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The following text was kindly submitted to the writingplace by Portuguese architects Carolina Coelho* and Bruno Gil**. With it, we open a series of fascinating contributions to our monthly topic (in)visibility and further initiatives to come. – J.M.H.
“The green light came on at last, the cars moved off briskly, but then it became clear that not all of them were equally quick off the mark.[…] Some drivers have already got out of their cars, prepared to push the stranded vehicle to a spot where it will not hold up the traffic, they beat furiously on the closed window, the man inside turns his head in their direction, first to one side then the other, he is clearly shouting something, to judge by the movements of his mouth he appears to be repeating some words, not one but three, as turns out to be the case when someone finally manages to open the door, I am blind.” 
(In)visibility can be taken on by many outlooks, but as Portuguese architects, intending to encapsulate architecture and literature, we eventually linked our José Saramago and the living experience in a particular space, though invisible, but certainly not blank. In his essay, “Blindness” (or specially in his original Portuguese title “Ensaio sobre a cegueira”: essay on blindness), Saramago depicts a world – his imaginative but very honest world – where a massive outbreak of blindness questions individual and mostly society’s principals and virtues… in a world where no one could see, and foremost be seen, the novel lays bare what was not seen before… the blind recognize now what people once did not show… their thoughts and their deepest feelings and behaviors arise…
On our path through the reading of the book, and despite the blindness of its characters, our senses become alive with each glimpse of a scent, sound or touch that is thoroughly or even slightly portrayed…. Readers are not blind before this reality, they become more and more aware, alive and sensitive, when they behold the not so innocent people that try to come out of this situation by laying out their hidden, but surely felt and believed thoughts and proceedings.
As for the characters, the falling into blindness and its sharing with others, pushed them to perceive a space as they did not before. The asylum of Saramago’s essay is a raw set for unravelling the basic instinct of survival. At the same time, survival as a critical state is mediated by the viewpoint of the sole character that persists to be able to see, or metaphorically, to critically be aware of her surroundings. As highlighted by the author: “If you can see, look. If you can look, observe” .
To unveil invisibility is to reach the outside space where every single thing of the inside space gets free of fuzziness, appearing as they are, independently, or as found for the very first time, condensing the archaic and the future within the same perspective, almost as an independent individual within a group, conquering the light of the unseen. Through the words on the outsideness of Elizabeth Grosz : “to see what cannot be seen is to be unable to experience this inside in its own terms. Something is lost—the immediate intimacy of an inside position; and something is gained—the ability to critically evaluate that position and to possibly compare it with others.”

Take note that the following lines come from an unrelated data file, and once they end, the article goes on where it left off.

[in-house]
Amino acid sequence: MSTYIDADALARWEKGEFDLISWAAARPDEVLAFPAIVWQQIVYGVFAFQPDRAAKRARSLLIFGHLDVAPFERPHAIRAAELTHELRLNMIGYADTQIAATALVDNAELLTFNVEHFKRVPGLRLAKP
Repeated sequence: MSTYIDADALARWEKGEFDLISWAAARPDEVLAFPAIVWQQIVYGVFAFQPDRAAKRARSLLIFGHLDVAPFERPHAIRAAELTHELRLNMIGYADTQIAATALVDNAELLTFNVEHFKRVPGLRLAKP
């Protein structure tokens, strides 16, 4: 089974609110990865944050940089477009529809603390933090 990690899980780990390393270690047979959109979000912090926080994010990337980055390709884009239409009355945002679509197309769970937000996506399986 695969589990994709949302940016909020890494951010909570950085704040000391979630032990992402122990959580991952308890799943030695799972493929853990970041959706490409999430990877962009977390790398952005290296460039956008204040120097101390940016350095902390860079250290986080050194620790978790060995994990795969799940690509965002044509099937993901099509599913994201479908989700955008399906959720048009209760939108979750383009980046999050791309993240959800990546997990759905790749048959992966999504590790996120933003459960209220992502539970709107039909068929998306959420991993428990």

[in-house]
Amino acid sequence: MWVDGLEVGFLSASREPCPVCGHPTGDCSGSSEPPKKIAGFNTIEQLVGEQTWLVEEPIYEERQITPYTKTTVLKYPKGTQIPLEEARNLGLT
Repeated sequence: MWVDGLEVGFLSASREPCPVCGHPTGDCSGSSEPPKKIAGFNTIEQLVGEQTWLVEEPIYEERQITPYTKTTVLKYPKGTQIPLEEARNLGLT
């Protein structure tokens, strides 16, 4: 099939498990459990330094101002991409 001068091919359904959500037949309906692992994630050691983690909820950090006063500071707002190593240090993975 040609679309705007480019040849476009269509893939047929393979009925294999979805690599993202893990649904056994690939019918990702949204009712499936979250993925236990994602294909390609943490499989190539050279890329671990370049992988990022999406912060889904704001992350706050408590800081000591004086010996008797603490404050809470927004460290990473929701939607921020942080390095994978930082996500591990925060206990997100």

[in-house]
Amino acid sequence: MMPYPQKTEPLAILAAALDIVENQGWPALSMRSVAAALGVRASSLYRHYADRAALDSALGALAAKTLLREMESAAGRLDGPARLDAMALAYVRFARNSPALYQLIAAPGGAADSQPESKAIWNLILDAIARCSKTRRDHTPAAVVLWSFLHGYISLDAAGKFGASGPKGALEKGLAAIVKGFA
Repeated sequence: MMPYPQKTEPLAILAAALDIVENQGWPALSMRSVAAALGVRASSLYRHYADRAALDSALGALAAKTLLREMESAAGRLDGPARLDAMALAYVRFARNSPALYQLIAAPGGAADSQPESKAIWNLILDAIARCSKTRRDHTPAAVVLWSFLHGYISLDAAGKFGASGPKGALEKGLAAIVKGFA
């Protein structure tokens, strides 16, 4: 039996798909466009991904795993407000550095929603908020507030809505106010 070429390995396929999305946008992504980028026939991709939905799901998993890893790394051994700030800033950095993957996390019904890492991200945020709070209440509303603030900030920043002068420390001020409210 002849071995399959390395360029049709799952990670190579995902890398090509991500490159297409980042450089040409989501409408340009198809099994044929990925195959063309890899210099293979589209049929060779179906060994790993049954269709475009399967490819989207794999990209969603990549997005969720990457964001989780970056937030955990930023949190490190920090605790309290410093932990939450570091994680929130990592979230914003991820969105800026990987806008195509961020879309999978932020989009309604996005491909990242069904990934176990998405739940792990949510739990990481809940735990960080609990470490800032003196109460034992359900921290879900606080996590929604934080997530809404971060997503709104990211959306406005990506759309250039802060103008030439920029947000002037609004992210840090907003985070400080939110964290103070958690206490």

Perhaps, that is why the “innocence of the eye” of John Ruskin was actually already a shy availability for the virtual condition of a modernity, stripped bare of the realism of the moment and conquering the duration of time, ultimately as an expanded modernity where the present is anything but an instance of the zeitgeist and the resilience towards “Les yeux qui ne voient pas”….
Ruskin, J. (1857) The elements of drawing: in three letters to beginners. London: Smith, Elder, and Co, p .64.
* Carolina Coelho, is an architect graduated from the Department of Architecture of the Faculty of Science and Technology, University of Coimbra, in 2008, author of the graduate thesis: “The matter of the architect: the Portuguese society and the architect, today”. She is currently investigating Life within architecture, participatory design processes and user research studies, applied to schools buildings today.
** Bruno Gil is an architect graduated from the Department of Architecture of the Faculty of Science and Technology, University of Coimbra, in 2005, where he presented his graduate thesis “Architecture School, Today.” He was co-founder of the architecture magazine NU in 2002. His research interests focus on issues related to the practice of architectural research, identifying disciplinary specificities, research cultures, topics and methods, assessing the context of research within schools of architecture and its reflections on practice.